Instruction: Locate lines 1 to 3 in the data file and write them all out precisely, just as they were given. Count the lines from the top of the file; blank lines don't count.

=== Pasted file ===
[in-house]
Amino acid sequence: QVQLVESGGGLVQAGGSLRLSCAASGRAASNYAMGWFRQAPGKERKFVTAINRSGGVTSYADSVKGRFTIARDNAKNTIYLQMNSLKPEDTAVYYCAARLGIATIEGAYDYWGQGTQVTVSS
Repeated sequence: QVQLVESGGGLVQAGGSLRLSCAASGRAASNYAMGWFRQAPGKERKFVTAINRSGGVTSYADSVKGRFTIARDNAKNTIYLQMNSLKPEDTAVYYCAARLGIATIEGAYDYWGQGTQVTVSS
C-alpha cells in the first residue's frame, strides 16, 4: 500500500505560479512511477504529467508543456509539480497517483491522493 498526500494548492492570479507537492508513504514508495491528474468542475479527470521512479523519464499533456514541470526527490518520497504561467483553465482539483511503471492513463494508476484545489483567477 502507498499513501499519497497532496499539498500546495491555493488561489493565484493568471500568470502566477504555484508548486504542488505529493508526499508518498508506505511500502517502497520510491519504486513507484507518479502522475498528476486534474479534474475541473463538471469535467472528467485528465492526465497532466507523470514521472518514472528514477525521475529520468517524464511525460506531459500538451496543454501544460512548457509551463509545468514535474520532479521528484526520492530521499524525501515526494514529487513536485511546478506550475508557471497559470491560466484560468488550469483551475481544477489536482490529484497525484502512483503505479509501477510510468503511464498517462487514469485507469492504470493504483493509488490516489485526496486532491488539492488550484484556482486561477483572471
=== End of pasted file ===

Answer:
[in-house]
Amino acid sequence: QVQLVESGGGLVQAGGSLRLSCAASGRAASNYAMGWFRQAPGKERKFVTAINRSGGVTSYADSVKGRFTIARDNAKNTIYLQMNSLKPEDTAVYYCAARLGIATIEGAYDYWGQGTQVTVSS
Repeated sequence: QVQLVESGGGLVQAGGSLRLSCAASGRAASNYAMGWFRQAPGKERKFVTAINRSGGVTSYADSVKGRFTIARDNAKNTIYLQMNSLKPEDTAVYYCAARLGIATIEGAYDYWGQGTQVTVSS